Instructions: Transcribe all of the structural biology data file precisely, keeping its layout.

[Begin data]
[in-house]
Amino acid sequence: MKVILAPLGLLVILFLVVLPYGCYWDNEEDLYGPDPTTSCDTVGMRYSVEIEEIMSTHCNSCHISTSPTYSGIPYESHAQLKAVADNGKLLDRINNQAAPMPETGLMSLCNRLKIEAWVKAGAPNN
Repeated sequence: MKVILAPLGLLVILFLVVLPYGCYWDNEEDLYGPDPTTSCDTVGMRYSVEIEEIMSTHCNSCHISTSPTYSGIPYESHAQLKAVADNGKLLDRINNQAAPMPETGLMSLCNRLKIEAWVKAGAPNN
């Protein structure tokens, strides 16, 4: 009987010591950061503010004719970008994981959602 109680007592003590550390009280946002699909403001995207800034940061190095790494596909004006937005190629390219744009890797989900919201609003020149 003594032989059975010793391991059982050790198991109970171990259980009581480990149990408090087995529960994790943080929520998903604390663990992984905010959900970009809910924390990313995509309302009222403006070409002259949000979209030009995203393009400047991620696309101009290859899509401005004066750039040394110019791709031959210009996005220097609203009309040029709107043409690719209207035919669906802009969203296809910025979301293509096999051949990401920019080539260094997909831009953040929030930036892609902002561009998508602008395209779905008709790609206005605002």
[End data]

[in-house]
Amino acid sequence: MKVILAPLGLLVILFLVVLPYGCYWDNEEDLYGPDPTTSCDTVGMRYSVEIEEIMSTHCNSCHISTSPTYSGIPYESHAQLKAVADNGKLLDRINNQAAPMPETGLMSLCNRLKIEAWVKAGAPNN
Repeated sequence: MKVILAPLGLLVILFLVVLPYGCYWDNEEDLYGPDPTTSCDTVGMRYSVEIEEIMSTHCNSCHISTSPTYSGIPYESHAQLKAVADNGKLLDRINNQAAPMPETGLMSLCNRLKIEAWVKAGAPNN
């Protein structure tokens, strides 16, 4: 009987010591950061503010004719970008994981959602 109680007592003590550390009280946002699909403001995207800034940061190095790494596909004006937005190629390219744009890797989900919201609003020149 003594032989059975010793391991059982050790198991109970171990259980009581480990149990408090087995529960994790943080929520998903604390663990992984905010959900970009809910924390990313995509309302009222403006070409002259949000979209030009995203393009400047991620696309101009290859899509401005004066750039040394110019791709031959210009996005220097609203009309040029709107043409690719209207035919669906802009969203296809910025979301293509096999051949990401920019080539260094997909831009953040929030930036892609902002561009998508602008395209779905008709790609206005605002």